Ward Boundary Review
In 2013, the City conducted a comprehensive review of Barrie's ward boundaries to develop an effective and equitable system of representation with reference to overall projected growth. The Ward Boundary Review addressed significant population differences across the City’s ten wards (both current and anticipated in the future).
The revised ward structure, adopted by Council after the Ward Boundary Review, is being used for the purpose of conducting the 2014 Municipal Election and will come into effect with the inaugural of the 2014–2018 Council.
Key Dates: 2013 Ward Boundary Review
On June 3, 2013, the staff report was referred to the next Finance and Corporate Services Committee for further consideration. The meeting was held on Wednesday, June 19th, 2013 at 6:00 p.m. in the Council Chamber.
On June 19, 2013, Finance and Corporate Services Committee recommended a new Ward Boundary Structure, which was considered by General Committee and City Council on Monday, June 24th, 2013.
The By-law to adopt the new Structure was passed at a special meeting on Wednesday, June 26th at 5:00 p.m.
Notice of the Passage of the By-law to Re-divide the City of Barrie Ward Boundaries was issued on June 29, 2013.
Notice of passing a by-law to change ward boundaries
RE: Passing of a By-law to Re-divide the City of Barrie Ward Boundaries
TAKE NOTICE that the Council of The Corporation of the City of Barrie passed By-law 2013-134 on the 26th day of June, 2013 pursuant to Section 222 of the Municipal Act, 2001.
AND TAKE NOTICE that By-law 2013-134 provides for the re-division of Barrie’s wards, as follows:
Ward Boundary Map
AND TAKE NOTICE that pursuant to Subsection 222(4) of the Municipal Act, 2001, any person or agency may appeal within 45 days of the passing of the by-law to the Ontario Municipal Board in respect of the by-law by filing with the Clerk of The Corporation of the City of Barrie a notice of appeal setting out the objections to the by-law and the reasons in support of the objections. This notice of appeal must be accompanied by a certified cheque or money order in the amount of $125.00 made payable to the Minister of Finance. Any notice of appeal must be filed with the City Clerk’s Office of the City of Barrie, at the address below, not later than 4:30 p.m. on the 12th day of August, 2013.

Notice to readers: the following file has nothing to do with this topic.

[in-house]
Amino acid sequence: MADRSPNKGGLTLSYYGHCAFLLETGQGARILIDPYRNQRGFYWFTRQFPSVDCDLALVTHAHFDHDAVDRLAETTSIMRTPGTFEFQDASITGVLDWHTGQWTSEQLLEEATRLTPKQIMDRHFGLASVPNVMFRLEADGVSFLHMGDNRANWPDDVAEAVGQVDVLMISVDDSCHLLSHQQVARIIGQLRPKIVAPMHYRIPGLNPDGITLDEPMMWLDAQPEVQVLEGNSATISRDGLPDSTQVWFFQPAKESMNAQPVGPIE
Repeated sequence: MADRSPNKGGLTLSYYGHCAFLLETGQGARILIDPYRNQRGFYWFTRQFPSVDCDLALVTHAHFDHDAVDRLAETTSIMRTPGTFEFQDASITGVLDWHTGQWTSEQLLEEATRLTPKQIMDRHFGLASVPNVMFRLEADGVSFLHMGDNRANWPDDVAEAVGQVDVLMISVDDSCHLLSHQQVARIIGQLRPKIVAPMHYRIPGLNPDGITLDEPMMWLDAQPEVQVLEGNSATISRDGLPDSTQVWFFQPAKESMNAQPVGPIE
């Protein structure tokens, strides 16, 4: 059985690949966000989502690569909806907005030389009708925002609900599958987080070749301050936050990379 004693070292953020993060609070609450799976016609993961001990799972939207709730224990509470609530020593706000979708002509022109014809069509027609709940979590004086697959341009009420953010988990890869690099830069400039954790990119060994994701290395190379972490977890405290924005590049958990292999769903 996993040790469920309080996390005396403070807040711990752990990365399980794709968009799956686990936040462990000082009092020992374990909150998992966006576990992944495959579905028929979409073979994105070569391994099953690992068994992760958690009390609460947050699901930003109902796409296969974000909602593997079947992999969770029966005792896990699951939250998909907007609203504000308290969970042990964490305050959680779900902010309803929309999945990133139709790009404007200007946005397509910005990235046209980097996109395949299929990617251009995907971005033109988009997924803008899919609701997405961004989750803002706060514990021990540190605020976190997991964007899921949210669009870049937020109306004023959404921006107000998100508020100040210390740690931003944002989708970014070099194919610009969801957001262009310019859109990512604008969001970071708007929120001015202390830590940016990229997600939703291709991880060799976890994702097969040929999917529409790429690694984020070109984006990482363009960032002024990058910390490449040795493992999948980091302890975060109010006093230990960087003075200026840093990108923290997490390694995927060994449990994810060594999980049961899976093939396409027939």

Additional information regarding By-Law 2013-134 may be obtained from Dawn McAlpine, City Clerk/Director of Legislative and Court Services at (705) 739-4220, ext. 4421, from the City of Barrie website www.barrie.ca, or by attending the Office of the City Clerk, 70 Collier Street, Barrie ON.
Dated at the City of Barrie this 29th day of June, 2013.
Dawn McAlpine, City Clerk/Director of Legislative and Court Services
The Corporation of the City of Barrie
70 Collier Street
PO Box 400
Barrie, Ontario, L4M 4T5
2013 Ward Boundary Review Background Information
The current ten wards had the following estimated population numbers based on the 2006 and 2011 Census data:
||2006 Census Population
||2011 Census Population
Frequently Asked Questions
|When did Barrie last review its ward boundaries (prior to the 2013 Ward Boundary Review)?
Prior to the 2013 Ward Boundary Review, the City of Barrie’s ward boundaries were last reviewed in 2002 and the resulting adjustments to the ward boundaries were made effective for the 2003 Municipal Election. The 2002 ward boundary review process recognized and incorporated anticipated growth for planned populations over a further five to seven year window (generally anticipated to be “build out” of the City of Barrie under the existing municipal boundaries), in the development of the ward structure.
Bill 196, the Barrie-Innisfil Boundary Adjustment Act, 2009, resulted in annexation of a portion of the Town of Innisfil to the City of Barrie. Ontario Regulation 501/09 altered the City of Barrie’s ward boundaries by adding the new lands from Innisfil to the southern most portion of the respective existing Barrie wards, resulting in the allocation of the 519 individuals in the area amongst wards 7, 8, 9 and 10.
What principles were used in reviewing Barrie’s ward boundaries?
The 2013 Ward Boundary Review in Barrie had regard for the following principles:
- Representation by Population
Considering representation by population or every Councillor generally representing an equal number of constituents within his or her respective wards. Given the geography and varying population densities and characteristics of the City, a degree of variation will be acceptable.
- Population and Electoral Trends
Accommodating for and balancing future increases or decreases in population growth/decline to maintain a general equilibrium in the representation by population standard, until the year 2018 (at minimum).
- Means of Communication and Accessibility
Arranging ward boundaries by primary and secondary road patterns, railway and public transit accesses, telephone exchanges, postal codes and servicing capabilities to help foster an identity and neighbourhood groupings.
- Geographic and Topographical Features
Utilizing geographical and topographical features to provide for ward boundaries and compact and contiguous areas (similar to the use of man made features).